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Library Journal Review
Levine's self-described "interpretive essay" looks at the social, cultural, economic, and political history of Brazil to offer insights on its present conditions and future prospects as it struggles to build democracy and promote economic development. Some of the "Brazilian legacies" he investigates include colonial rule, slavery, Catholicism, and military dictatorship. Levine's account is enriched by his own large repertoire of personal experiences in Brazil and his extensive use of Portuguese sources. (He is director of Latin American Studies at the University of Miami, Coral Gables.) Levine's juxtaposition of historical analysis and current events provides a deeper understanding of the complexity of the Brazilian reality: the implications of race relations, profound social and economic inequalities, and an authoritarian political culture that breeds corruption. Recommended for scholars.Tricia Gray, Miami Univ., Oxford, Ohio (c) Copyright 2010. Library Journals LLC, a wholly owned subsidiary of Media Source, Inc. No redistribution permitted.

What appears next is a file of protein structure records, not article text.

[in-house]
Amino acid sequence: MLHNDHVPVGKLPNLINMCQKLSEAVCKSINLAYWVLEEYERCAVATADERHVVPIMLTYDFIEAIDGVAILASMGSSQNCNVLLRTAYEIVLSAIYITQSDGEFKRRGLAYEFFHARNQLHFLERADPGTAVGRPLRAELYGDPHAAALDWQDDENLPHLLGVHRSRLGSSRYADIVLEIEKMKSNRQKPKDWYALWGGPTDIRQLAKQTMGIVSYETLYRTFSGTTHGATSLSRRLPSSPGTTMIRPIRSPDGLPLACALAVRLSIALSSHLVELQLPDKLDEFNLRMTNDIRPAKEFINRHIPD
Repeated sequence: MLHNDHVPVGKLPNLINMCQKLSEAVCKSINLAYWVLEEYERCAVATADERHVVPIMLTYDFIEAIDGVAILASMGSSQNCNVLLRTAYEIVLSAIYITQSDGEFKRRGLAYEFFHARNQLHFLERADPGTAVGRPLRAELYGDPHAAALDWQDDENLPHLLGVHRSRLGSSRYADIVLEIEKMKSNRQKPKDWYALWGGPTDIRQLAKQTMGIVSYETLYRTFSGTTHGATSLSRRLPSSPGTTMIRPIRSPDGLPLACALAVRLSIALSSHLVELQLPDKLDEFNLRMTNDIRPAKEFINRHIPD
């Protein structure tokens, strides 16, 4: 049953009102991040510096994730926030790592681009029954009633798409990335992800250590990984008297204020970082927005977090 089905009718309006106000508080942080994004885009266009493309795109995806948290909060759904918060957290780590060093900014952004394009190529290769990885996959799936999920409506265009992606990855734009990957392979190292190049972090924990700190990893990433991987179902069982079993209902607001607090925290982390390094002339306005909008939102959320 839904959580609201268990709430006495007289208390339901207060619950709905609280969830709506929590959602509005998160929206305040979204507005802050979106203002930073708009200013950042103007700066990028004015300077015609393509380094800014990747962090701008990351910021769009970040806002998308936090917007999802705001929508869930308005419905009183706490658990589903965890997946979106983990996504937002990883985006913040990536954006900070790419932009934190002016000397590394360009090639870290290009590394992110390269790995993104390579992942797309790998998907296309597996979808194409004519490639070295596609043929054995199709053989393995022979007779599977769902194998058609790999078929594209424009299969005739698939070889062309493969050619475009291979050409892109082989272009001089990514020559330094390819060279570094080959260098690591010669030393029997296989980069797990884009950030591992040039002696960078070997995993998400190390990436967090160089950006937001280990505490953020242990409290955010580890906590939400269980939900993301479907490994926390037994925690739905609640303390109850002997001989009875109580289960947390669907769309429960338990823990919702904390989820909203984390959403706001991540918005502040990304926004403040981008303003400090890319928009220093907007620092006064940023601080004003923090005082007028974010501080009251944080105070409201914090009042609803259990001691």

Levine (Univ. of Miami) is one of the most prolific and influential historians of Brazil, and this brief study shows why. Brazilian Legacies is an outstanding synthesis that reveals deep understanding of and sympathy for the Brazilian people. Levine chooses some of the most salient characteristics and factors of present-day Brazil and analyzes their historical roots. The work is organized topically rather than chronologically. Among the topics addressed are race, class, outsiders (both immigrants and those who live outside the social norms or power structures, such as women, children, and homosexuals), diverse religious beliefs, corruption, the political culture, and the role of diversions, such as television and carnival in helping Brazilians cope with the harsh realities of life (e.g., violence, low wages, lack of opportunity, inadequate social services). Levine focuses on the lives of ordinary Brazilians, although he pays a fair amount of attention to political developments and key actors, such as presidents Getulio Vargas, Fernando Collor de Mello, and Fernando Henrique Cardoso. Although it might be used as a companion text to a more traditional narrative of Brazilian history, this work will be valuable to general readers as well as undergraduates and graduate students. Enthusiastically recommended. W. M. Weis; Illinois Wesleyan University